- Chris ORourke
A Middle Aged White Man’s Burden
Martin Amis wrote a novel about it. Pink Floyd and The Flying Lizards sang songs about it. Now performer Peter Daly has decided to write a play about it. Well, kind of. In “Money,” Daly, an actor, chartered accountant, father, and landlord, attempts to explain the lead up to, and events during, the Irish banking crisis, as well as the country’s problematic road to what passes for a recovery. Like the oft misquoted remark about 'money being the root of all evil,' Daly’s “Money” feels like it's got a bold statement to make, but it’s not quite the revelation you hoped it would be. Like the Irish economy over the past twenty years, “Money” has some incredible highs, but it crashes in too many places, and its recovery isn’t particularly convincing, even if it offers some fascinating insights into the boom and bust that was the Celtic Tiger.
In the world of “Money” wannabe good guys wear white and juggle their accountancy job along with their acting careers. The really bad guys take the money and run, leaving the good guys unsure of their career choices, regretting missed property opportunities, and seeming a little envious of those who made a killing. Looking like a middle-aged yuppie posing in a 1980’s nightclub, flash in a white suit before a deep incision of ice blue neon cut into the wall behind him, Daly talks insightfully about how money works and how we went to boom and then to bust. Indeed, it all gets off to an incredibly promising start. Told with captivating ease, directly, simply, informatively, and hilariously, for the whole of two minutes you almost feel smart as Daly plays with coins and pizzas to elucidate the dynamics of economics. But it soon shifts from an engaging performance to an unnecessarily long TedTalk, or a really unfocused Netflix documentary, that preaches to the informed and converted. Everyone else is left to snatch at what they can understand to try put together a picture from the pieces. Talk about Daly's acting career, his disastrous relationships, and his current financial solvency serve more as short choruses relieving an unnecessarily long 12 inch remix. If superb visuals help keep things engaging, two tall glass jars with balls and fruit prove less successful in making their point.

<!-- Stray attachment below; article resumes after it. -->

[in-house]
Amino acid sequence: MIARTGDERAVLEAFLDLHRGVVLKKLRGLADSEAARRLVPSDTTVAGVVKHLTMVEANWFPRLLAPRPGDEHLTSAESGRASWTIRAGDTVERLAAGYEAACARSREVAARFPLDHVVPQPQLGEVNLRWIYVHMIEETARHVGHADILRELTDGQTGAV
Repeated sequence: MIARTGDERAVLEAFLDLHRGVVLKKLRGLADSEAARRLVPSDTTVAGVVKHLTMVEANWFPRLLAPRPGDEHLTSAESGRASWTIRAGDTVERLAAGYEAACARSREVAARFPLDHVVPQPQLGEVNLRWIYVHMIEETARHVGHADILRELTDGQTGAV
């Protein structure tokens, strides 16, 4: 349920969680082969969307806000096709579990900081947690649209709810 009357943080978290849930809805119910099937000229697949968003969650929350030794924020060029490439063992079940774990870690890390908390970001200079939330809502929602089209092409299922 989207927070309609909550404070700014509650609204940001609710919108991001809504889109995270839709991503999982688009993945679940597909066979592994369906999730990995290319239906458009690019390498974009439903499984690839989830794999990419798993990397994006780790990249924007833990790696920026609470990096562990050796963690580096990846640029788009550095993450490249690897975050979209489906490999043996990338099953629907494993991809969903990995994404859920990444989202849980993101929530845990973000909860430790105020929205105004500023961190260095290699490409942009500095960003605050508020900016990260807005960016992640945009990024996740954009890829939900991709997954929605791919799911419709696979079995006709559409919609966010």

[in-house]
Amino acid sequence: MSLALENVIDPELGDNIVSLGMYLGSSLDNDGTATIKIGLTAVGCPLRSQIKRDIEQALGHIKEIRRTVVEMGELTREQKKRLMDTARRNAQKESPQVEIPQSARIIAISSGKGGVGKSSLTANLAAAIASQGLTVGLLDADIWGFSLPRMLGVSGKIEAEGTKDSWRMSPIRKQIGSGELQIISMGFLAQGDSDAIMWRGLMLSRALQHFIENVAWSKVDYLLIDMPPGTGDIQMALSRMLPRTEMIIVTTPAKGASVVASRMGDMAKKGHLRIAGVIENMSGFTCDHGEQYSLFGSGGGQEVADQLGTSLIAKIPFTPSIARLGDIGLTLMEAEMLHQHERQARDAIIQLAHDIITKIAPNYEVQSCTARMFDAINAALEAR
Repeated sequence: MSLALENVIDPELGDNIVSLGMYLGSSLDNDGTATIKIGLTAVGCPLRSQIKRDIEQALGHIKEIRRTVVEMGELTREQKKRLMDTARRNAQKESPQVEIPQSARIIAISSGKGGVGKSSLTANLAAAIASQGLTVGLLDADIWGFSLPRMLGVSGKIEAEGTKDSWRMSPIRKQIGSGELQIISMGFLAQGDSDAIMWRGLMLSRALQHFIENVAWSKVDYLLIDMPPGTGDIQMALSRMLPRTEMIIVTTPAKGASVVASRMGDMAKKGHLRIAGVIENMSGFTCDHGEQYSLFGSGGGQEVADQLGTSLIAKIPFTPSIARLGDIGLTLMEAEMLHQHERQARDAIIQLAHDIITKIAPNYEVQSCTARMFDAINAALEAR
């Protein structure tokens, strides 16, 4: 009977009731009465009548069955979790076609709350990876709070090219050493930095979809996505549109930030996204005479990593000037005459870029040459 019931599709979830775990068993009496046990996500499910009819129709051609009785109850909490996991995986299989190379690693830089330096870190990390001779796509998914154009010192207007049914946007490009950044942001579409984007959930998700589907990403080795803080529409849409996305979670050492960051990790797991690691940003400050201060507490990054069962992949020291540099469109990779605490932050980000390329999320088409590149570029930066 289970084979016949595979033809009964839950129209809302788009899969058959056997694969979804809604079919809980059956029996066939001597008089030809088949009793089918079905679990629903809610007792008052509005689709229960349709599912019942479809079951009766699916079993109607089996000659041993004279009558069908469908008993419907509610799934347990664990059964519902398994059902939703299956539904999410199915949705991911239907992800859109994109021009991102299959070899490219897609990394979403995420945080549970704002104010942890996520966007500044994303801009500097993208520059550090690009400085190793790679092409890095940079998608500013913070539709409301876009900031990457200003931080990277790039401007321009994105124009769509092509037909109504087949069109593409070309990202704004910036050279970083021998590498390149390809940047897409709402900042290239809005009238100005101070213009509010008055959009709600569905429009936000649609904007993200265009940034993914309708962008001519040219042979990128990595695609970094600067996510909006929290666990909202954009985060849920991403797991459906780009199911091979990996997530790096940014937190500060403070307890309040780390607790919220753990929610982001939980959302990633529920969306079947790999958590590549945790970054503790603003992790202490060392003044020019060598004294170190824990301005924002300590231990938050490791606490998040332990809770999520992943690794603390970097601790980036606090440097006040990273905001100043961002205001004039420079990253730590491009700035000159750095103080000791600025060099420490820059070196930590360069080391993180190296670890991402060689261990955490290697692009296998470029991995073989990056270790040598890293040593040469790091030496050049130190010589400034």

Director Philip McMahon negotiates the lecturing format extremely well for the most part, understanding Daly’s personality is far more persuasive than his facts, especially when those facts are over extended. Yet in the end, not even Daly’s winning charm and self-deprecating humour can prevent a certain amount of zoning out. Which is a pity, for “Money” offers some really smart observations, and some really smart insights, on how the lunatics took over the asylum, and offers them really well in places. But it tells us far more than the play, or we, needed to know, becoming unfocused as a result, feeling a little too clever for its own good.
As the Good Book says, 'the love of money is the root of all evil.' Daly may not have as much money as he would like, who of us does, but he certainly loves it. Loves how it works, loves its possibilities, loves the accountants knack of making it all balance, if not always loving how privileged, middle-aged, white male bankers abuse it. If Daly talks about the insanity that was the Celtic Tiger, and speaks of dreading the Celtic Phoenix, he still comes across as someone quite pleased with himself for doing quite well out of it all. He may be a father now, and a landlord who doesn’t screw his tenants, but it feels like a weak, self-justifying note to end on. The final image of a young child may speak to Daly’s new found domesticity, but for many it will speak to their own children who may never have an opportunity to own a home of their own, forever dependent on the mercies of a landlord and the self-serving practices of the banks.
“Money” by Peter Daly, runs as part of “Where We Live,” produced by THISISPOPBABY and St. Patrick’s Festival, at The Complex until March 15th
For more information, visit The Complex or THISISPOPBABY
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